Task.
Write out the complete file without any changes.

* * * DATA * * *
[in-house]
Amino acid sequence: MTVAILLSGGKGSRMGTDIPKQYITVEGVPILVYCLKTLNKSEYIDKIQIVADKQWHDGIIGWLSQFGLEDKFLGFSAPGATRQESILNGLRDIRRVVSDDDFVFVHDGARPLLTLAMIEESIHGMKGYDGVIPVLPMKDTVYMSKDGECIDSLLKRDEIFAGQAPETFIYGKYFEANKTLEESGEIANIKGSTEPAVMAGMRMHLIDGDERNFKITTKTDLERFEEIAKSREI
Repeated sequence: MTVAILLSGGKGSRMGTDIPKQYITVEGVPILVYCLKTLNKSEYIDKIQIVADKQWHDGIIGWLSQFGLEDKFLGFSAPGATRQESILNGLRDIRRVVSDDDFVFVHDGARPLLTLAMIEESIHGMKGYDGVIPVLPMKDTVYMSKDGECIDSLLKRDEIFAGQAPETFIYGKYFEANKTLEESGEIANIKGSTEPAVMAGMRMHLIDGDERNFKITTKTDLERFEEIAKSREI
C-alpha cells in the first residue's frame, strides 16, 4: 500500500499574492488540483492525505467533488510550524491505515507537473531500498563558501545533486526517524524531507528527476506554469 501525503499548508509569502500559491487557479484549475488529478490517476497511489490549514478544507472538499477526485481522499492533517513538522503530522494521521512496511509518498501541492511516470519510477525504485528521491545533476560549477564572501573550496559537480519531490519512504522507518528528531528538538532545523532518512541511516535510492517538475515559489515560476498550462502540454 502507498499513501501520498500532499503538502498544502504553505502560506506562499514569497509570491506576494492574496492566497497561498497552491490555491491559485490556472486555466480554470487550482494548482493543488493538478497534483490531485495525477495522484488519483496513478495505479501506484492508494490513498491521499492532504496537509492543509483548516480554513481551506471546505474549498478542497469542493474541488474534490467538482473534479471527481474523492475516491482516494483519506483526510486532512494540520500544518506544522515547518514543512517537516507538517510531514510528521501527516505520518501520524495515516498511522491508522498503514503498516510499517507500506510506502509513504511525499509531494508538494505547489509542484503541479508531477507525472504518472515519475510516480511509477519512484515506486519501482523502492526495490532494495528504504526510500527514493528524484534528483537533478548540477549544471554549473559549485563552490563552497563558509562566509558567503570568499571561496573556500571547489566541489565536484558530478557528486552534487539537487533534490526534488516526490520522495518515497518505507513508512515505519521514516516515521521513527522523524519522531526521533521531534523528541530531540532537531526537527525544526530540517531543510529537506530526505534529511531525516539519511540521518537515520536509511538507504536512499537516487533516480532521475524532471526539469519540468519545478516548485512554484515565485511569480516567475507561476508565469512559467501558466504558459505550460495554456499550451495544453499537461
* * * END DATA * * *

[in-house]
Amino acid sequence: MTVAILLSGGKGSRMGTDIPKQYITVEGVPILVYCLKTLNKSEYIDKIQIVADKQWHDGIIGWLSQFGLEDKFLGFSAPGATRQESILNGLRDIRRVVSDDDFVFVHDGARPLLTLAMIEESIHGMKGYDGVIPVLPMKDTVYMSKDGECIDSLLKRDEIFAGQAPETFIYGKYFEANKTLEESGEIANIKGSTEPAVMAGMRMHLIDGDERNFKITTKTDLERFEEIAKSREI
Repeated sequence: MTVAILLSGGKGSRMGTDIPKQYITVEGVPILVYCLKTLNKSEYIDKIQIVADKQWHDGIIGWLSQFGLEDKFLGFSAPGATRQESILNGLRDIRRVVSDDDFVFVHDGARPLLTLAMIEESIHGMKGYDGVIPVLPMKDTVYMSKDGECIDSLLKRDEIFAGQAPETFIYGKYFEANKTLEESGEIANIKGSTEPAVMAGMRMHLIDGDERNFKITTKTDLERFEEIAKSREI
C-alpha cells in the first residue's frame, strides 16, 4: 500500500499574492488540483492525505467533488510550524491505515507537473531500498563558501545533486526517524524531507528527476506554469 501525503499548508509569502500559491487557479484549475488529478490517476497511489490549514478544507472538499477526485481522499492533517513538522503530522494521521512496511509518498501541492511516470519510477525504485528521491545533476560549477564572501573550496559537480519531490519512504522507518528528531528538538532545523532518512541511516535510492517538475515559489515560476498550462502540454 502507498499513501501520498500532499503538502498544502504553505502560506506562499514569497509570491506576494492574496492566497497561498497552491490555491491559485490556472486555466480554470487550482494548482493543488493538478497534483490531485495525477495522484488519483496513478495505479501506484492508494490513498491521499492532504496537509492543509483548516480554513481551506471546505474549498478542497469542493474541488474534490467538482473534479471527481474523492475516491482516494483519506483526510486532512494540520500544518506544522515547518514543512517537516507538517510531514510528521501527516505520518501520524495515516498511522491508522498503514503498516510499517507500506510506502509513504511525499509531494508538494505547489509542484503541479508531477507525472504518472515519475510516480511509477519512484515506486519501482523502492526495490532494495528504504526510500527514493528524484534528483537533478548540477549544471554549473559549485563552490563552497563558509562566509558567503570568499571561496573556500571547489566541489565536484558530478557528486552534487539537487533534490526534488516526490520522495518515497518505507513508512515505519521514516516515521521513527522523524519522531526521533521531534523528541530531540532537531526537527525544526530540517531543510529537506530526505534529511531525516539519511540521518537515520536509511538507504536512499537516487533516480532521475524532471526539469519540468519545478516548485512554484515565485511569480516567475507561476508565469512559467501558466504558459505550460495554456499550451495544453499537461